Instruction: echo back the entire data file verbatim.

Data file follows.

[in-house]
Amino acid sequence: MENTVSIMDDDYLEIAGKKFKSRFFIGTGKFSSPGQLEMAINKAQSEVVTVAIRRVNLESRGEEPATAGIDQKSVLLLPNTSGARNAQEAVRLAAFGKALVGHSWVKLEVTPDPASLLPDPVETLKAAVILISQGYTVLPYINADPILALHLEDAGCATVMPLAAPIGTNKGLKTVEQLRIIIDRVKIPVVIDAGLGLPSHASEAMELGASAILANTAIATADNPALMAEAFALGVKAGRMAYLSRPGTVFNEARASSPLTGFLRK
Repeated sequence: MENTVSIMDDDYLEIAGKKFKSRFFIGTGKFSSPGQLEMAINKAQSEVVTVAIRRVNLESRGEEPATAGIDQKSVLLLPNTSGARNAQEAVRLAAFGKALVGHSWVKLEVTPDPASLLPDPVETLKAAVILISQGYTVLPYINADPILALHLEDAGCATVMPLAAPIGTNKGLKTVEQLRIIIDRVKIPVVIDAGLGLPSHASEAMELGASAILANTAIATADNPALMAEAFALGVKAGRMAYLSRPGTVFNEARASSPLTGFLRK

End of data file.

[in-house]
Amino acid sequence: MENTVSIMDDDYLEIAGKKFKSRFFIGTGKFSSPGQLEMAINKAQSEVVTVAIRRVNLESRGEEPATAGIDQKSVLLLPNTSGARNAQEAVRLAAFGKALVGHSWVKLEVTPDPASLLPDPVETLKAAVILISQGYTVLPYINADPILALHLEDAGCATVMPLAAPIGTNKGLKTVEQLRIIIDRVKIPVVIDAGLGLPSHASEAMELGASAILANTAIATADNPALMAEAFALGVKAGRMAYLSRPGTVFNEARASSPLTGFLRK
Repeated sequence: MENTVSIMDDDYLEIAGKKFKSRFFIGTGKFSSPGQLEMAINKAQSEVVTVAIRRVNLESRGEEPATAGIDQKSVLLLPNTSGARNAQEAVRLAAFGKALVGHSWVKLEVTPDPASLLPDPVETLKAAVILISQGYTVLPYINADPILALHLEDAGCATVMPLAAPIGTNKGLKTVEQLRIIIDRVKIPVVIDAGLGLPSHASEAMELGASAILANTAIATADNPALMAEAFALGVKAGRMAYLSRPGTVFNEARASSPLTGFLRK